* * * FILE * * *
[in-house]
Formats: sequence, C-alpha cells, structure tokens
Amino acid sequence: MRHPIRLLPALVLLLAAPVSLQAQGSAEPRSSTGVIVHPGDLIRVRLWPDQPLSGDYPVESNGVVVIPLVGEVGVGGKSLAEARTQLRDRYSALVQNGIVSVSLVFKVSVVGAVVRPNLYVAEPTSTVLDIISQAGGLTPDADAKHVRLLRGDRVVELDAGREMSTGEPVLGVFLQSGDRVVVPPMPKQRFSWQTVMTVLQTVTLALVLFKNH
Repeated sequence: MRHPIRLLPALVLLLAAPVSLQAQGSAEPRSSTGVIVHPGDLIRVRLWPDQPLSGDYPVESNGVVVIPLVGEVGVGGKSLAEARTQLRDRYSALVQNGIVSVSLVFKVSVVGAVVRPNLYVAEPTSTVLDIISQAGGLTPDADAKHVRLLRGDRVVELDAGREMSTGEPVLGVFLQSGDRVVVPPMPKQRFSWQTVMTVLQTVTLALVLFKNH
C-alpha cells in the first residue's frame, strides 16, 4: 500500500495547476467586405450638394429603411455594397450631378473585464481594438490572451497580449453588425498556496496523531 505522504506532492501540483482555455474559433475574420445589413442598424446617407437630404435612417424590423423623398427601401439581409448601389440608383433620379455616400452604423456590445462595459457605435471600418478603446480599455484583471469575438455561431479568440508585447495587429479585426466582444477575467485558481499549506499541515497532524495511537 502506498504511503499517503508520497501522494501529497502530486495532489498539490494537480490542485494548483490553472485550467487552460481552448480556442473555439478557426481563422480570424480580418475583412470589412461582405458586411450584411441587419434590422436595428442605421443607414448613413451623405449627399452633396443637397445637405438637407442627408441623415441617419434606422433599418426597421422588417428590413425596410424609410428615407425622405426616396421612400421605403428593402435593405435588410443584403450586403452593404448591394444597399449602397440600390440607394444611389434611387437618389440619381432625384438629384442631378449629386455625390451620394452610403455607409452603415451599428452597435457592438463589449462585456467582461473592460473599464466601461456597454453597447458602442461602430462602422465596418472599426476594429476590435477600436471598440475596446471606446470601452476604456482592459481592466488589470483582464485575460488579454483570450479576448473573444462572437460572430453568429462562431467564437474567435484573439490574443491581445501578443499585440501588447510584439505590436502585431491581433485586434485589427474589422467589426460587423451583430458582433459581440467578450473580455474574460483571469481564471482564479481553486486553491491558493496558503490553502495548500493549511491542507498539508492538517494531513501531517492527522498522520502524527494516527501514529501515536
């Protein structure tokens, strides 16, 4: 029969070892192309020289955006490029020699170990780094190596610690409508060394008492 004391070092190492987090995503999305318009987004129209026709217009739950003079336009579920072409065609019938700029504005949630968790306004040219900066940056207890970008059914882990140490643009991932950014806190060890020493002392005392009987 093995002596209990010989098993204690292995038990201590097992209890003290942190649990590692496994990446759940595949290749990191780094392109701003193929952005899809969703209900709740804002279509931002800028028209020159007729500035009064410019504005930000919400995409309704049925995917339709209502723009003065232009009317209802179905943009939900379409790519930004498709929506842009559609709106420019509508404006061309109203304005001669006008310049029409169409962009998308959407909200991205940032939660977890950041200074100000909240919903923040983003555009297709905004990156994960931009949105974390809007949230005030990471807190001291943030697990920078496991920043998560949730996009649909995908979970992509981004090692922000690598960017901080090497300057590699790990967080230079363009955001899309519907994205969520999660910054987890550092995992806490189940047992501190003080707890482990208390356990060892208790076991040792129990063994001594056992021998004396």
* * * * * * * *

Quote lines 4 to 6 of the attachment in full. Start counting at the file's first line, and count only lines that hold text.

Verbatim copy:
Repeated sequence: MRHPIRLLPALVLLLAAPVSLQAQGSAEPRSSTGVIVHPGDLIRVRLWPDQPLSGDYPVESNGVVVIPLVGEVGVGGKSLAEARTQLRDRYSALVQNGIVSVSLVFKVSVVGAVVRPNLYVAEPTSTVLDIISQAGGLTPDADAKHVRLLRGDRVVELDAGREMSTGEPVLGVFLQSGDRVVVPPMPKQRFSWQTVMTVLQTVTLALVLFKNH
C-alpha cells in the first residue's frame, strides 16, 4: 500500500495547476467586405450638394429603411455594397450631378473585464481594438490572451497580449453588425498556496496523531 505522504506532492501540483482555455474559433475574420445589413442598424446617407437630404435612417424590423423623398427601401439581409448601389440608383433620379455616400452604423456590445462595459457605435471600418478603446480599455484583471469575438455561431479568440508585447495587429479585426466582444477575467485558481499549506499541515497532524495511537 502506498504511503499517503508520497501522494501529497502530486495532489498539490494537480490542485494548483490553472485550467487552460481552448480556442473555439478557426481563422480570424480580418475583412470589412461582405458586411450584411441587419434590422436595428442605421443607414448613413451623405449627399452633396443637397445637405438637407442627408441623415441617419434606422433599418426597421422588417428590413425596410424609410428615407425622405426616396421612400421605403428593402435593405435588410443584403450586403452593404448591394444597399449602397440600390440607394444611389434611387437618389440619381432625384438629384442631378449629386455625390451620394452610403455607409452603415451599428452597435457592438463589449462585456467582461473592460473599464466601461456597454453597447458602442461602430462602422465596418472599426476594429476590435477600436471598440475596446471606446470601452476604456482592459481592466488589470483582464485575460488579454483570450479576448473573444462572437460572430453568429462562431467564437474567435484573439490574443491581445501578443499585440501588447510584439505590436502585431491581433485586434485589427474589422467589426460587423451583430458582433459581440467578450473580455474574460483571469481564471482564479481553486486553491491558493496558503490553502495548500493549511491542507498539508492538517494531513501531517492527522498522520502524527494516527501514529501515536
């Protein structure tokens, strides 16, 4: 029969070892192309020289955006490029020699170990780094190596610690409508060394008492 004391070092190492987090995503999305318009987004129209026709217009739950003079336009579920072409065609019938700029504005949630968790306004040219900066940056207890970008059914882990140490643009991932950014806190060890020493002392005392009987 093995002596209990010989098993204690292995038990201590097992209890003290942190649990590692496994990446759940595949290749990191780094392109701003193929952005899809969703209900709740804002279509931002800028028209020159007729500035009064410019504005930000919400995409309704049925995917339709209502723009003065232009009317209802179905943009939900379409790519930004498709929506842009559609709106420019509508404006061309109203304005001669006008310049029409169409962009998308959407909200991205940032939660977890950041200074100000909240919903923040983003555009297709905004990156994960931009949105974390809007949230005030990471807190001291943030697990920078496991920043998560949730996009649909995908979970992509981004090692922000690598960017901080090497300057590699790990967080230079363009955001899309519907994205969520999660910054987890550092995992806490189940047992501190003080707890482990208390356990060892208790076991040792129990063994001594056992021998004396």